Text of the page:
The impact of a heat wave on the elderly and on babies

Heat waves present a very real risk. Find out how to get through them without concerns, especially if you are over a certain age or if you care for a baby.

What is meant by "heat wave"?

Ah, summer! What a wonderful season where Mother Nature reveals herself in all her glory! The beauty of parks and gardens, bird songs, and of course, the heat from the sun helps to reenergize us before the return of Old Man Winter. Heat is usually revitalizing, but it can become oppressive when the thermometer spikes and the humidity sets in.

When weather forecasts project temperatures of at least 30°C and a humidex (combination of temperature and humidity in a single measure to reflect the temperature perceived) of 40°C or more, Environment Canada issues a Heat Warning. In this case, we speak of oppressive heat or a heat wave, which present a danger to health, especially for babies and for the elderly.

The effects of a heat wave

Due to global warming, periods of oppressive heat are more and more frequent, prolonged, and intense. Extreme heat also means risk of dehydration. Other than symptoms such as dry mouth, hypotension, and muscle cramps, dehydration due to overexposure to extreme heat can cause heatstroke.

Heatstroke occurs when the body overheats and is unable to cool down. This can cause fever, headache, dizziness, fainting, and in the worst cases, death. Heatstroke is a medical emergency and requires immediate medical attention. For additional information, read the following text: Heatstroke: how to prevent and treat it and Becoming dehydrated in summer is risky!

Oppressive heat also predisposes people to other health problems, such as:

  • heat oedema (swelling)
  • heat rash
  • heat cramps, and
  • heat exhaustion

The risk to the elderly

Elderly people are generally more vulnerable to the effects of a heat wave, particularly if they:

  • take certain medications or if they are affected by conditions that have the effect of decreasing their tolerance to heat
  • are physically and socially isolated
  • present a loss of autonomy

Various medications (i.e. diuretics, antiparkinsonian and antiarrhythmic agents, etc.) can interfere with the body’s thermoregulation mechanisms, which predisposes a person to diseases triggered by heat. Don’t hesitate to speak to your pharmacist to find out if your drug therapy can have this type of effect.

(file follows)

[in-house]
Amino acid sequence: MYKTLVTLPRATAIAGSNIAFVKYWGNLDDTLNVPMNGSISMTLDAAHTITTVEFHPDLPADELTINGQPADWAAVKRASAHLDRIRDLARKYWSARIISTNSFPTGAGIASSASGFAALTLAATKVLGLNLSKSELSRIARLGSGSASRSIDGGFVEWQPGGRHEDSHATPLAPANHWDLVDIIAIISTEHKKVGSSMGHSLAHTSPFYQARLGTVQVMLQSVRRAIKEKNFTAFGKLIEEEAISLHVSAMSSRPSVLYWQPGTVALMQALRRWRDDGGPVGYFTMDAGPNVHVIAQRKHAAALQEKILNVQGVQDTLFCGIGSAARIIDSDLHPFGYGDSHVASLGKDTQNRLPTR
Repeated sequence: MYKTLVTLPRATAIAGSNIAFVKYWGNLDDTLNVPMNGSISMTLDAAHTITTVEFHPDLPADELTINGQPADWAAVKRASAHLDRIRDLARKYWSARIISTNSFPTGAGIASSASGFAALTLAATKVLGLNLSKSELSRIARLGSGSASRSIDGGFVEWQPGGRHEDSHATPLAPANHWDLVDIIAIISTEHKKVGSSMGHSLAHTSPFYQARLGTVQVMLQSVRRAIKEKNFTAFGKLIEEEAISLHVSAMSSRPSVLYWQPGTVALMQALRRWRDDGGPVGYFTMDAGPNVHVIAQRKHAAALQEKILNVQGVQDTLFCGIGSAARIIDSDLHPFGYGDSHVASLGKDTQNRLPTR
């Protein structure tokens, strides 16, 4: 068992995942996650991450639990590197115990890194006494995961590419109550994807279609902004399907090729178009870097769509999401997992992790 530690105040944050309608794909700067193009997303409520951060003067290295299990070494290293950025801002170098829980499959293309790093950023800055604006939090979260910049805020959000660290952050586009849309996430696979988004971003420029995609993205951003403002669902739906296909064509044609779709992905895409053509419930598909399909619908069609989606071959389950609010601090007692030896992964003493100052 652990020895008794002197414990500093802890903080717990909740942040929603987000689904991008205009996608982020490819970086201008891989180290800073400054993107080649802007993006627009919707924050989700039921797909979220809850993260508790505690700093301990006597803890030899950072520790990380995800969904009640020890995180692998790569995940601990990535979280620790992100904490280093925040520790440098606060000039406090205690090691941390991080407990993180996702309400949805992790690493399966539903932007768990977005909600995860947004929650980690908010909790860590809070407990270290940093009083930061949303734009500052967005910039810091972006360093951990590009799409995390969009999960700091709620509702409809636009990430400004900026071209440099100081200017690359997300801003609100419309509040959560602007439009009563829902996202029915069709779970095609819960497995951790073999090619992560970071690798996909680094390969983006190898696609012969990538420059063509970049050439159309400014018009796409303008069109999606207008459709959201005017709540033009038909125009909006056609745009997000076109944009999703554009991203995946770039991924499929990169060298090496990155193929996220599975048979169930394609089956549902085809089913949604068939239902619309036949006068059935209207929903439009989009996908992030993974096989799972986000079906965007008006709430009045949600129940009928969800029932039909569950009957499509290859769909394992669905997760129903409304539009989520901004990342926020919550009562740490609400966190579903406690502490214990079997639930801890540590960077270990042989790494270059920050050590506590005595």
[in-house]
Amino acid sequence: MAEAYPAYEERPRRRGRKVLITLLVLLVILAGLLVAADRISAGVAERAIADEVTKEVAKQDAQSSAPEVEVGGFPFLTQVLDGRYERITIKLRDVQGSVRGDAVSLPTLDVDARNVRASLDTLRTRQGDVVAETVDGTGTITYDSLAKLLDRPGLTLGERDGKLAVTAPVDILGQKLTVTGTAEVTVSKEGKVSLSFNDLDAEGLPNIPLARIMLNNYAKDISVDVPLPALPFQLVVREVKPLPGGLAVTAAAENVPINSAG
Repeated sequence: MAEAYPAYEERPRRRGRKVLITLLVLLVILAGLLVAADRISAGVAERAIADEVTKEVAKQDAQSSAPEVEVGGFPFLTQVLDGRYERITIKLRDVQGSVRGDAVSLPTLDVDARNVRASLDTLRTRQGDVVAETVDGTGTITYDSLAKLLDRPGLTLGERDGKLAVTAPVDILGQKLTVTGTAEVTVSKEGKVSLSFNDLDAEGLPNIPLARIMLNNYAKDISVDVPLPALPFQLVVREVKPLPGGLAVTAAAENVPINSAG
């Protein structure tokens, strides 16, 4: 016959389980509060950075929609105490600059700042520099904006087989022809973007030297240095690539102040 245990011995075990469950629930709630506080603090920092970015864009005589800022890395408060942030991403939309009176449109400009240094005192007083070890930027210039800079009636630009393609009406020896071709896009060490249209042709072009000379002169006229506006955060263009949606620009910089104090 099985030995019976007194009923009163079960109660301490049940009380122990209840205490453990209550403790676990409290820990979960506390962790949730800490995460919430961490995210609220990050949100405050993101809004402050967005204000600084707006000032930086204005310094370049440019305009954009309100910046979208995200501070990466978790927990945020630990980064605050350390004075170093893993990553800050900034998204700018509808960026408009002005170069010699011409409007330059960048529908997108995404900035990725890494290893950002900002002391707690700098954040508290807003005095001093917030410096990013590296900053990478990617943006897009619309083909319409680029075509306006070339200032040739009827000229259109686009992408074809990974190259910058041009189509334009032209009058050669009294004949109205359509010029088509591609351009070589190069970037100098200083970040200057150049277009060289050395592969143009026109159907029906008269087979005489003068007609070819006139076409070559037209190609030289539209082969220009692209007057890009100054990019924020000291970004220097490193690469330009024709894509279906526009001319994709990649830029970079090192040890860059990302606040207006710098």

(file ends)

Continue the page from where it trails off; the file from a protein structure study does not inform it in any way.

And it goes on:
Some medical conditions can increase the risk of heatstroke or another heat-related illness. Additionally, oppressive heat can make various chronic diseases worse. Thus, it is important to be very prudent if you suffer from one of the following conditions:

  • cardiovascular disease (i.e. heart failure)
  • lung disease (i.e. emphysema, asthma)
  • kidney disease or kidney failure
  • neurological disease
  • hypertension, and
  • diabetes

Some advice for the elderly

Even if you still feel young at heart and have a sharp mind, you could be more vulnerable to heat waves due to your age. That said, there’s no need to worry if you follow this advice:

  • Drink more water than usual.
  • Avoid outdoor activities during a heat wave. Why take unnecessary risks?
  • Limit your consumption of tea, coffee, and alcohol to prevent dehydration. If you find it difficult to limit yourself, drink more water.
  • Rest.
  • If possible, stay in an air-conditioned room.

Air-conditioning: essential during a heat wave

In addition to contributing to our comfort, air-conditioning is one of the most effective ways of protecting against heat-related illnesses. However, it is crucial to adequately use and maintain your air-conditioning unit. If it is set too cold or if it is not cleaned regularly, it can cause infections, intensify allergy symptoms, and worsen respiratory diseases like asthma. The following text: Air-conditioning and its effects on health, provides thorough information on the subject.

How to protect babies

Due to their different metabolism, babies are particularly sensitive to heat. Vigilance is important during a heat wave and the following advice will help you to take good care of your little one:

  • Keep your baby in diapers at home. He/she will perspire less and therefore have less hydric loss to compensate for.
  • Have your baby drink regularly.
  • Place a fan in his/her room.
  • Give your baby a bath two or three times a day to cool him/her down.
  • If you go outside, cover your baby’s head and limit exposure to extreme heat as much as possible.

Remember that your pharmacist is there to answer any health-related questions you may have.


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The impact of a heat wave on the elderly and on babies

Heat waves present a very real risk. Find out how to get through them without concerns, especially if you are over a certain age or if you care for a baby.